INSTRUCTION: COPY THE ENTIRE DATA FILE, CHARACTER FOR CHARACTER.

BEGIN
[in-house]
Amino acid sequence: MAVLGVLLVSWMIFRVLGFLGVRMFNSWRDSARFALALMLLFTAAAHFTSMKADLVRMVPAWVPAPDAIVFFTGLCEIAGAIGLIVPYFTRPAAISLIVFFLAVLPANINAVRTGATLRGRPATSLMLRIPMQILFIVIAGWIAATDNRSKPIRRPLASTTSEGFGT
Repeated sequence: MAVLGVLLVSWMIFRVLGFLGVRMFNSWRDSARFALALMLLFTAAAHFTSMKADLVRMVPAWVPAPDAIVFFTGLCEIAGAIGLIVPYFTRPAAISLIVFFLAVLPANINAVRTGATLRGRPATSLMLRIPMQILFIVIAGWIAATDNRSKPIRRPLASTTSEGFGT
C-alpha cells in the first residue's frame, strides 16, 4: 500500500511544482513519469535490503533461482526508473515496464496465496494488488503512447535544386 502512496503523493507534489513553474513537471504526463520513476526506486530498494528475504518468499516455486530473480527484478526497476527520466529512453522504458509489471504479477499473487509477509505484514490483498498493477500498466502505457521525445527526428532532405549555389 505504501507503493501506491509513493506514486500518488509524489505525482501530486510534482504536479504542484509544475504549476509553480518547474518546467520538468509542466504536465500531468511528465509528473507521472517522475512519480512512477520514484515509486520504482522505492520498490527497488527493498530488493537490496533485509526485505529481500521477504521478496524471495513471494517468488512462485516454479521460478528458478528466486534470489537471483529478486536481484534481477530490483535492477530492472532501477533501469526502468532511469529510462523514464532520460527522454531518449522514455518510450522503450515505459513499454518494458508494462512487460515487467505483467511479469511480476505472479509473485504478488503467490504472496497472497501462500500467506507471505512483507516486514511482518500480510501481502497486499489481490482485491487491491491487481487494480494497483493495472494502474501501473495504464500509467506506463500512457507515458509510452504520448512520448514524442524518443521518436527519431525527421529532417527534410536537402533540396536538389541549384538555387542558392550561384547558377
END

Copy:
[in-house]
Amino acid sequence: MAVLGVLLVSWMIFRVLGFLGVRMFNSWRDSARFALALMLLFTAAAHFTSMKADLVRMVPAWVPAPDAIVFFTGLCEIAGAIGLIVPYFTRPAAISLIVFFLAVLPANINAVRTGATLRGRPATSLMLRIPMQILFIVIAGWIAATDNRSKPIRRPLASTTSEGFGT
Repeated sequence: MAVLGVLLVSWMIFRVLGFLGVRMFNSWRDSARFALALMLLFTAAAHFTSMKADLVRMVPAWVPAPDAIVFFTGLCEIAGAIGLIVPYFTRPAAISLIVFFLAVLPANINAVRTGATLRGRPATSLMLRIPMQILFIVIAGWIAATDNRSKPIRRPLASTTSEGFGT
C-alpha cells in the first residue's frame, strides 16, 4: 500500500511544482513519469535490503533461482526508473515496464496465496494488488503512447535544386 502512496503523493507534489513553474513537471504526463520513476526506486530498494528475504518468499516455486530473480527484478526497476527520466529512453522504458509489471504479477499473487509477509505484514490483498498493477500498466502505457521525445527526428532532405549555389 505504501507503493501506491509513493506514486500518488509524489505525482501530486510534482504536479504542484509544475504549476509553480518547474518546467520538468509542466504536465500531468511528465509528473507521472517522475512519480512512477520514484515509486520504482522505492520498490527497488527493498530488493537490496533485509526485505529481500521477504521478496524471495513471494517468488512462485516454479521460478528458478528466486534470489537471483529478486536481484534481477530490483535492477530492472532501477533501469526502468532511469529510462523514464532520460527522454531518449522514455518510450522503450515505459513499454518494458508494462512487460515487467505483467511479469511480476505472479509473485504478488503467490504472496497472497501462500500467506507471505512483507516486514511482518500480510501481502497486499489481490482485491487491491491487481487494480494497483493495472494502474501501473495504464500509467506506463500512457507515458509510452504520448512520448514524442524518443521518436527519431525527421529532417527534410536537402533540396536538389541549384538555387542558392550561384547558377